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Book Review: Saving Us by Katharine Hayhoe

Posted on 21 September 2021 by John Mason

In late 2013, my mother went into a hospice for the final time. Her illness had reached a stage where little more could be done. I had to face the fact that she was going to die, and soon, when for the preceding few years of palliative care, there was no urgency to come to terms with that still inescapable truth. Now it had hit me. It was like a hammer-blow.

I mention this experience because, upon reading the Technical Summary of AR6, I had a vividly similar feeling. Here's a brief quote from page 11 of that summary:

"Levels of global warming that have not been seen in millions of years could be reached by 2300, depending on the emissions pathway that is followed. For example, there is medium confidence that, by 2300, an intermediate scenario used in the report leads to global surface temperatures of 2.3°C–4.6°C higher than 1850–1900, similar to the mid-Pliocene Warm Period (2.5°C–4°C), about 3.2 million years ago, whereas the high CO2 emissions scenario SSP5-8.5 leads to temperatures of 6.6°C–14.1°C by 2300, which overlaps with the Early Eocene Climate Optimum (10°C–18°C), about 50 million years ago."


But these are all familiar things to regular SkS readers. How many times have SkS authors covered research looking at aspects of Pliocene climate, for example? I know I have on several occasions. Readers and writers alike have long understood that a mid-Pliocene climate will be like nothing modern Homo Sapiens has ever seen. Even with that knowledge, though, for me, seeing it there in writing in AR6 brought the climate crisis into razor-sharp relief: the mess, long foreseen, that we are getting ourselves into.

Yet many people, people who probably don't read Skeptical Science, seemingly want to carry on as things were, pre-COVID. They want to return to, "normal", when it is "normal" that is placing us squarely in the path of ever-greater danger. Just how does one get through to people, to get them to understand the need for radical change, in the face of such antipathy? Waving the Technical Summary of AR6 in their faces is just as likely to be counter-productive.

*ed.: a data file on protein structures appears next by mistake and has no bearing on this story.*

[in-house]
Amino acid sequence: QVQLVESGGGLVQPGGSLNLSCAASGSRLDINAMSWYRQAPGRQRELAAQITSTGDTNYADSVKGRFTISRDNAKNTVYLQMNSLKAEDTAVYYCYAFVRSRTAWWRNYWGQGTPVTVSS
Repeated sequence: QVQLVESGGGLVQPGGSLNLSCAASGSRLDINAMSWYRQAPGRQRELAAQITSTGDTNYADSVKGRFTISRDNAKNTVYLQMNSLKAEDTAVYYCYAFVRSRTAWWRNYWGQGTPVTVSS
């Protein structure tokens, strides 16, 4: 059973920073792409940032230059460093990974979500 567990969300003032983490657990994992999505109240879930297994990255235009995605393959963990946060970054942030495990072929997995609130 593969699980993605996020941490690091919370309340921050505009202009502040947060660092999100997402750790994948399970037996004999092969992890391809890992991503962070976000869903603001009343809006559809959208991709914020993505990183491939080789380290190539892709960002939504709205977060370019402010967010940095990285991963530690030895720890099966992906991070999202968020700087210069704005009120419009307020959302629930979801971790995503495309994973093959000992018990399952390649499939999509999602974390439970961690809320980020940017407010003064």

Saving Us - front coverStep forward Katharine Hayhoe with a thoughtful new book, "Saving Us - a climate scientist's case for hope and healing in a divided world".

Many of you will be familiar with the name: for those who are not, Katharine is a Canadian-born climate scientist now living in Texas. She is also an Evangelical Christian and furthermore she is one of the best science-communicators we have.

Saving Us is an excellent in-depth primer on climate change in general, understandable to a non-specialist audience even where putting over the complexities of the situation. Such complexities are not just limited to the science but extend to politics and behavioural psychology: the sorts of things that, if they did not exist, there would have been no need for Skeptical Science.

Books appeal to different people for different reasons and the chapters that grabbed me in particular make up Section 2 of the book: Why facts matter - and why they are not enough. This is the area of climate change communication that fascinates me the most, because different approaches clearly work for different people and this is a point we need to recognise to a far greater degree. I have some experience with this idea through promoting my book, The Making of Ynyslas, but here Katharine goes into a wide-ranging discussion of the different ways in which to approach the subject, in some cases among people actively hostile to climate science. I think for anybody with a genuine interest in working in climate science communication, this is absolutely essential reading.